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Introduction and Implementation Strategies for the Interactive Mathematics Program: A Guide for Teacher-Leaders and Administrators


Addressing the Concerns of Parents

Parents are naturally concerned about the implementation of any major change in the education of their children. With IMP, their concern is amplified by the recognition that mathematics is a vital element of their children's future, and by the fact that it is so different from what they experienced as high school students.

In fact, some of the most enthusiastic supporters of IMP are parents in the mathematics, science, and engineering fields. They have said things like "I wish I had learned mathematics this way when I was in high school. This is just what we do in our jobs."

The key to winning support from parents is communication, both before the program begins and after it is under way. IMP teachers have found that periodic family IMP nights are an excellent forum for conveying information about the mathematics program to parents. Frequently, IMP students are the leaders and facilitators at these events, guiding parents through the mathematics of the curriculum.

The questions below are some of those that parents frequently ask. The answers come from IMP's experience since 1989. How will this affect my child's chances of being accepted into the college of her/his choice?

As noted earlier, IMP students have been admitted to a wide variety of colleges and universities, including some of the most selective schools in the nation. More and more colleges are recognizing the importance of a broad high school mathematics education that goes beyond mastery of skills. They want students who can think and understand the world around them.

As college admissions departments receive applications from IMP students and learn about this program, they are recognizing the IMP curriculum as meeting college admissions standards.

Students themselves are seeing that what they did in traditional high school programs is often inadequate to meet the demands of higher education.

What about standardized tests such as the SAT?

In numerous studies throughout the country, IMP students have performed as well as or better than students in traditional programs on standardized tests, even though IMP students spend far less time on the algebra and geometry skills emphasized by these tests. With the time saved, IMP students learn topics such as statistics and matrix algebra that other students don't see until they reach college.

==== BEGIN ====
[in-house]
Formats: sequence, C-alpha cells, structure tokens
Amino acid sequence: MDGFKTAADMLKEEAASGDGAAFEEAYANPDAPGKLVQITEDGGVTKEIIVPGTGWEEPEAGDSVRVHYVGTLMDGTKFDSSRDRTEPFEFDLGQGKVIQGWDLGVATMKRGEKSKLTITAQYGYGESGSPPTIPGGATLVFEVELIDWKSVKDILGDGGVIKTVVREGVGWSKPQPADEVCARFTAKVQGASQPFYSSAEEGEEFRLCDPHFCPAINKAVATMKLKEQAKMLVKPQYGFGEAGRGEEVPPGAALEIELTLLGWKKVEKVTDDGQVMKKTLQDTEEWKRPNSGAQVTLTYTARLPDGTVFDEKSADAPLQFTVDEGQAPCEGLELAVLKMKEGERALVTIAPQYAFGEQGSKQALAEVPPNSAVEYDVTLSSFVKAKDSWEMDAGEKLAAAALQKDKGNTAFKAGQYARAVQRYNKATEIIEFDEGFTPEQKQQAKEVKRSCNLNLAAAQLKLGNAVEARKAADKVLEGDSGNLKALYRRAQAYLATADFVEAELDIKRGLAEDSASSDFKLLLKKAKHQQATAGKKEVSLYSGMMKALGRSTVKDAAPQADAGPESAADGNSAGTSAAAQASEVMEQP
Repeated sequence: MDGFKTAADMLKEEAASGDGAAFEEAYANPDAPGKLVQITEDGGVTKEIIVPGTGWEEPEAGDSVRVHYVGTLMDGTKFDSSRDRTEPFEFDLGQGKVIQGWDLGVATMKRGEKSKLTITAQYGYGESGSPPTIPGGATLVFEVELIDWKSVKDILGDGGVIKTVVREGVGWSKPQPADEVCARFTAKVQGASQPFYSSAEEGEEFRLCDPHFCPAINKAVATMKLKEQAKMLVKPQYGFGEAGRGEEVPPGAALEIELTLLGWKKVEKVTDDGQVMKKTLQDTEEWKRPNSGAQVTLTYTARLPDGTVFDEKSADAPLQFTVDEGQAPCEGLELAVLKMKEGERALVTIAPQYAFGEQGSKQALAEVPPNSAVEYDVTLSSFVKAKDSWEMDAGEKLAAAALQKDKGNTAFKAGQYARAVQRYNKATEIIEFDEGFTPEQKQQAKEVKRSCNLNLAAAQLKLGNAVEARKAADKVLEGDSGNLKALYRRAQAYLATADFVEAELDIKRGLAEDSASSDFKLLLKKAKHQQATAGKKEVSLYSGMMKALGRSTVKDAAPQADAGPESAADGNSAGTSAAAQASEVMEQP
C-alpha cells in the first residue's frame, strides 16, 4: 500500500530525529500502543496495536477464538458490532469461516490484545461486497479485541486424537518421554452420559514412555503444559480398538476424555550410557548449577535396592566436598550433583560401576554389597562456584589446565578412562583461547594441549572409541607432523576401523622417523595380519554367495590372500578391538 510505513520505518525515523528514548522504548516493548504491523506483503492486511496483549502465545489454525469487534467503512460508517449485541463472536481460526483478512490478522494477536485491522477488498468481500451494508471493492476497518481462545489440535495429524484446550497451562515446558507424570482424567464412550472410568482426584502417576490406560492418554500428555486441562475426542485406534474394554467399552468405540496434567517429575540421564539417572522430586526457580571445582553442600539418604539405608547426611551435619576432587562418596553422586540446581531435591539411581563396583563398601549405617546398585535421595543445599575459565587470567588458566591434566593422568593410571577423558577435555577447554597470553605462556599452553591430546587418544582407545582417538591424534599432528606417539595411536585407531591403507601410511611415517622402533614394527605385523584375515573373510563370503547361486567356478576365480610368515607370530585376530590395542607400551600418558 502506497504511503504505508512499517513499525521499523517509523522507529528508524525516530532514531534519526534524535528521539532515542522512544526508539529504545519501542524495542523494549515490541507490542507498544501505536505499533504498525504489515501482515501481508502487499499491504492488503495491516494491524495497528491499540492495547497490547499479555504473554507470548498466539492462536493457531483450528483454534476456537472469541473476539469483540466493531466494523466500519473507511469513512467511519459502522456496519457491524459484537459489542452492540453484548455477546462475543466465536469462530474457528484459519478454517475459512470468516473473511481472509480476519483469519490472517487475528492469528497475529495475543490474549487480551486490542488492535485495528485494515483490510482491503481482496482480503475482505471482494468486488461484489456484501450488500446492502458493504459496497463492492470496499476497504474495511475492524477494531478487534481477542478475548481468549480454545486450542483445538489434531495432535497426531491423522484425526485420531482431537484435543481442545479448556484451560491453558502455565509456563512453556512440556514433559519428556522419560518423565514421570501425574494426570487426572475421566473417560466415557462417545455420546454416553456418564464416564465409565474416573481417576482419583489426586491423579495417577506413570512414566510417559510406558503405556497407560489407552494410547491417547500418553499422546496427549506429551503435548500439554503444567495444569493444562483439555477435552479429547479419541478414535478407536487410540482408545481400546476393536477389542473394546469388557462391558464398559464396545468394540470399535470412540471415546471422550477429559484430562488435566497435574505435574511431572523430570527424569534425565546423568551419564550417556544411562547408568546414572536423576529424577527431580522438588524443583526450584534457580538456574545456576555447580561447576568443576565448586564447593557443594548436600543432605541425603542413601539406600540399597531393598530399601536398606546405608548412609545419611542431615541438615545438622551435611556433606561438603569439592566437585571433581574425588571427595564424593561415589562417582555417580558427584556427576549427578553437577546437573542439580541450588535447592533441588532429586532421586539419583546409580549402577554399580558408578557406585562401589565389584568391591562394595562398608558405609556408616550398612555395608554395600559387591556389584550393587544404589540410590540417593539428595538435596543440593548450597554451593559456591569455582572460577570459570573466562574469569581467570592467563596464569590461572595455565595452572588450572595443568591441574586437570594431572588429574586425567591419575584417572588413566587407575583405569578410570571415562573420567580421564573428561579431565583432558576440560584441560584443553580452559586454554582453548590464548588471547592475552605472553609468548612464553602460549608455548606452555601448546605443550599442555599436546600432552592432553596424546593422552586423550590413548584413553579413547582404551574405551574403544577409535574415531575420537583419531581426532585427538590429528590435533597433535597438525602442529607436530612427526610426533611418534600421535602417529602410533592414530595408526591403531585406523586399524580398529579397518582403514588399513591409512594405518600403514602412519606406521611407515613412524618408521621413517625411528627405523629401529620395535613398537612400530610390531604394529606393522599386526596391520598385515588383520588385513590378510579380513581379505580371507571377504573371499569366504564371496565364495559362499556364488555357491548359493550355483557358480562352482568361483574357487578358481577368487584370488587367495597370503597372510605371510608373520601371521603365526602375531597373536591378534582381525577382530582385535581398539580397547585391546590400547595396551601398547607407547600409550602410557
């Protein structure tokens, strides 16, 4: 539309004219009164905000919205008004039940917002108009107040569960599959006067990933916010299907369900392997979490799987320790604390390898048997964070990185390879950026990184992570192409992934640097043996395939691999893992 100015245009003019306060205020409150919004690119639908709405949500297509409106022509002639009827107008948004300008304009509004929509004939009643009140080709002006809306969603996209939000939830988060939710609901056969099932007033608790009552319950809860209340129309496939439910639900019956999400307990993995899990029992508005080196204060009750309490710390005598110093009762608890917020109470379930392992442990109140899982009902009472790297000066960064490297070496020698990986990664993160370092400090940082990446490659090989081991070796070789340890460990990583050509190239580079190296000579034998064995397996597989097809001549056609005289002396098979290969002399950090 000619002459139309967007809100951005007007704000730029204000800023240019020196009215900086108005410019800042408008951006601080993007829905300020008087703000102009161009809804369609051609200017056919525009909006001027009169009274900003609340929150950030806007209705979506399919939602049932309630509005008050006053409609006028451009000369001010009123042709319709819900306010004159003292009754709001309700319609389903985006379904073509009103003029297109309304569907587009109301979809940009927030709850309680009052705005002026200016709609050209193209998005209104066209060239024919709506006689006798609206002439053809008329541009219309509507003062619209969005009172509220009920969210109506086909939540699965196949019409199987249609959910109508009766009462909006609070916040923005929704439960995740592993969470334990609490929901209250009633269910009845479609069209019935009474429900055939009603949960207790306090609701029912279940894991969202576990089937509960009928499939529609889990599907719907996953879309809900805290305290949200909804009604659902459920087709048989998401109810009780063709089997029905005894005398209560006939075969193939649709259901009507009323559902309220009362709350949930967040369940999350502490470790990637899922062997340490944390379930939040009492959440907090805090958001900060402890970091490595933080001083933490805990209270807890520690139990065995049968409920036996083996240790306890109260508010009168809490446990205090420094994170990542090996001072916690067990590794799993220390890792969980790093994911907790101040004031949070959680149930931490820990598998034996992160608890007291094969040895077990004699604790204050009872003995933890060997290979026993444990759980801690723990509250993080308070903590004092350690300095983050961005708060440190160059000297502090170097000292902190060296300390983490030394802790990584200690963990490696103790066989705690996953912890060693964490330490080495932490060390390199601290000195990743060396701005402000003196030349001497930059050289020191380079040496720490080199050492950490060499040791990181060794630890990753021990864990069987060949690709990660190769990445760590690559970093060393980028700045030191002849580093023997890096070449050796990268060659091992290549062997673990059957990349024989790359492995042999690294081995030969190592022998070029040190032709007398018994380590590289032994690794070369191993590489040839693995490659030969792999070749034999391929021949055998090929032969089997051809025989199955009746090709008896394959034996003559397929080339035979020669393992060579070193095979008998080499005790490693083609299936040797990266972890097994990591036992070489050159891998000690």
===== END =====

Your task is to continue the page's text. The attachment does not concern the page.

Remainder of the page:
How do I help my child with homework or Problems of the Week?

Even though the mathematics in many homework assignments or Problems of the Week may be unfamiliar to parents, they can still help their children. General questions like "What do you know about that?" and "Can you find any examples?" will often help students when they are stuck. Many parents report that they themselves become very much engaged in their children's assignments and that dinner table conversation often involves the mathematics their children are studying.

Are IMP students able to take calculus in their senior year?

Some IMP students have successfully studied AP Calculus as seniors, just as some students do following three years of a traditional program that begins in the ninth grade. The IMP curriculum helps make this option available by embedding work with functions throughout the program and by introducing derivatives in Year 3. Some IMP students have successfully completed both IMP Year 4 and calculus as seniors.

Which is better for seniors - IMP Year 4 or precalculus?

Many teachers see IMP Year 4 as better preparation for college mathematics. With its focus on big problems, the fourth year of IMP is more varied than a precalculus course. IMP Year 4 includes topics such as circular functions, computer graphics, and statistical sampling, as well as a unit on families of functions and how they are used to solve problems.

Many colleges and universities are now offering a "reform" calculus class, in which the focus is on developing conceptual understanding and presenting problems in context. Most calculus classes now allow students to avail themselves of graphing calculator technology. These changes at the college level make IMP a natural preparation for calculus courses.

Is IMP rigorous enough for the top students?

Yes. This is a challenging curriculum for mathematically able students. Students are required to think, reason, and develop and apply mathematical models for real-world situations.

Some students who have been successful in a skills-based curriculum go through a period of adjustment. At first, these students may grumble because they are not given step-by-step instructions to follow. "Just tell me what to do and I'll do it" has been a successful strategy for many students in the past. Because they are good students and are committed to doing well in school, students who may complain at first do adapt and become just as successful with IMP as they were with a traditional curriculum.

Are top students held back by heterogeneous classes?

No, not when the majority of students in the class are on grade level and come to school ready to work. For Year 1, this generally means having a class most of whose students would otherwise have been enrolled in Algebra I or above. IMP teachers find that different students do well in different units. It is not necessarily the same students who excel nor the same students who struggle and have difficulties.

Since the curriculum is built around challenging and complex problems, everyone benefits from a diversity of approaches. As students work collaboratively, the thinking skills and problem-solving repertoire of the whole class are enhanced. And for the students who want additional challenges, the IMP curriculum includes a wide range of "extension" problems for each unit.


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